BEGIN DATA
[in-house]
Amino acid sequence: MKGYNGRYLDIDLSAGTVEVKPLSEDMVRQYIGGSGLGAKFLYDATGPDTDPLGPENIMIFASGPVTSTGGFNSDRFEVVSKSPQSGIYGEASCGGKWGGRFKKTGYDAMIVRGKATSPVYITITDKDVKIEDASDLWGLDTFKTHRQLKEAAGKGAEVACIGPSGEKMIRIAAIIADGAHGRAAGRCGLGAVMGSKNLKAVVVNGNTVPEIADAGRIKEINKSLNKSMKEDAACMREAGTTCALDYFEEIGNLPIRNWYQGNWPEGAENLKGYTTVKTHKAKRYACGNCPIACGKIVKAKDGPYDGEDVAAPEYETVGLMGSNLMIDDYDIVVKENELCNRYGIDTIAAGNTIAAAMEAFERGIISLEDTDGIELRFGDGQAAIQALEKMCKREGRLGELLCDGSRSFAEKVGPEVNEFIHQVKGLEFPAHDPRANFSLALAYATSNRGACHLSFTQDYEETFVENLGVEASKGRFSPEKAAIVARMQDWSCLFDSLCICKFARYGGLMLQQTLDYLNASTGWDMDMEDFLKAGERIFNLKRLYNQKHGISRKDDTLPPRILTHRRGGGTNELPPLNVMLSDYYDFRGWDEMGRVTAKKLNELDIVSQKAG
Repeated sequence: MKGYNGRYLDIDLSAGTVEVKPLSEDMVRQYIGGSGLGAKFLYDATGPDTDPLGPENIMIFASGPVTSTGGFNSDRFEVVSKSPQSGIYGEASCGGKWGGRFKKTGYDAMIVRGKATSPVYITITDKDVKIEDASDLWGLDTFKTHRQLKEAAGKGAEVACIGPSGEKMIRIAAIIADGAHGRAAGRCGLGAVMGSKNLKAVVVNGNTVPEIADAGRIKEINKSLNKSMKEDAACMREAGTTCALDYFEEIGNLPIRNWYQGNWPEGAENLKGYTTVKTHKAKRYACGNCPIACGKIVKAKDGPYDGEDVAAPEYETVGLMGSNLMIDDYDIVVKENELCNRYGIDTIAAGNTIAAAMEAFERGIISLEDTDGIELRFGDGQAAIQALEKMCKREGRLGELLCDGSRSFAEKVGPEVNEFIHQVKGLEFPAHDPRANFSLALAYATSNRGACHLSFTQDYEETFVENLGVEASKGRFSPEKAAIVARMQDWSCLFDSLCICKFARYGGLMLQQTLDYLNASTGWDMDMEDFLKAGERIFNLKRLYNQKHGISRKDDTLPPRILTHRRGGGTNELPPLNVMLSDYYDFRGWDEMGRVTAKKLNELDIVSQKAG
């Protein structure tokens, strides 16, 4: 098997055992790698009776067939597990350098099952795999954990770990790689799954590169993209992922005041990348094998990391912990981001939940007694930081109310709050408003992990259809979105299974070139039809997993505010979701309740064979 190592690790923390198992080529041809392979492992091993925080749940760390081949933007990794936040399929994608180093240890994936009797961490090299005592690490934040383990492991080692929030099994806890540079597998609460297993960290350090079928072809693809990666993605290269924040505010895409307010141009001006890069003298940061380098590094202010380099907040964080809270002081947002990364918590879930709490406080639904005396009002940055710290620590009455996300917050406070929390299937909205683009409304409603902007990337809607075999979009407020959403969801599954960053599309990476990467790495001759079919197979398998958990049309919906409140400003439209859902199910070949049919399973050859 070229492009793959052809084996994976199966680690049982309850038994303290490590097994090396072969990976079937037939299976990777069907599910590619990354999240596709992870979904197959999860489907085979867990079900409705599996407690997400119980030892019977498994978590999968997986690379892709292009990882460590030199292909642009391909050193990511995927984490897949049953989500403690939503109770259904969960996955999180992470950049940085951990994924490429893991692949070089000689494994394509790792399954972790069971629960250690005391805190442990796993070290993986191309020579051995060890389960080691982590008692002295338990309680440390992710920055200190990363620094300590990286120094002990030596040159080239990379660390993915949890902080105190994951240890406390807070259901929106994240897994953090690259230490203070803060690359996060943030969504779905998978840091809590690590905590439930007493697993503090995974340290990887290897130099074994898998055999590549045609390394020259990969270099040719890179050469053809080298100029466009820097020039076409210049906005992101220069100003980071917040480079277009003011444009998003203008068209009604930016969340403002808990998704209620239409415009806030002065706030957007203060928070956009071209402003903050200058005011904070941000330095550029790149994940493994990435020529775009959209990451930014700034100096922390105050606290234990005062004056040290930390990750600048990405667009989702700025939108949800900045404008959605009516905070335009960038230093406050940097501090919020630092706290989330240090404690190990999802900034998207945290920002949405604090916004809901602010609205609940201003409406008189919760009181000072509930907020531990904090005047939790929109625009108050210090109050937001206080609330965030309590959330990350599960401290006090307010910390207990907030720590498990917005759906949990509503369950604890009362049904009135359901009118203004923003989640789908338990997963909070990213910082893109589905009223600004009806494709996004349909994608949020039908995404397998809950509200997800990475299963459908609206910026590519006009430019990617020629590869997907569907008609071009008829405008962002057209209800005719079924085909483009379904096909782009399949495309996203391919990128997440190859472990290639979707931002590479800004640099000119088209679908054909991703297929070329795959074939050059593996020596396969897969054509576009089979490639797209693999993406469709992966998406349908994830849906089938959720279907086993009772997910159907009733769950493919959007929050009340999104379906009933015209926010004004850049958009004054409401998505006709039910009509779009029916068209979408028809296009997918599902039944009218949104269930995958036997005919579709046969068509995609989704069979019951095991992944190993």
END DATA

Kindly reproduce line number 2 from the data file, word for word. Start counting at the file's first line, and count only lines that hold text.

Amino acid sequence: MKGYNGRYLDIDLSAGTVEVKPLSEDMVRQYIGGSGLGAKFLYDATGPDTDPLGPENIMIFASGPVTSTGGFNSDRFEVVSKSPQSGIYGEASCGGKWGGRFKKTGYDAMIVRGKATSPVYITITDKDVKIEDASDLWGLDTFKTHRQLKEAAGKGAEVACIGPSGEKMIRIAAIIADGAHGRAAGRCGLGAVMGSKNLKAVVVNGNTVPEIADAGRIKEINKSLNKSMKEDAACMREAGTTCALDYFEEIGNLPIRNWYQGNWPEGAENLKGYTTVKTHKAKRYACGNCPIACGKIVKAKDGPYDGEDVAAPEYETVGLMGSNLMIDDYDIVVKENELCNRYGIDTIAAGNTIAAAMEAFERGIISLEDTDGIELRFGDGQAAIQALEKMCKREGRLGELLCDGSRSFAEKVGPEVNEFIHQVKGLEFPAHDPRANFSLALAYATSNRGACHLSFTQDYEETFVENLGVEASKGRFSPEKAAIVARMQDWSCLFDSLCICKFARYGGLMLQQTLDYLNASTGWDMDMEDFLKAGERIFNLKRLYNQKHGISRKDDTLPPRILTHRRGGGTNELPPLNVMLSDYYDFRGWDEMGRVTAKKLNELDIVSQKAG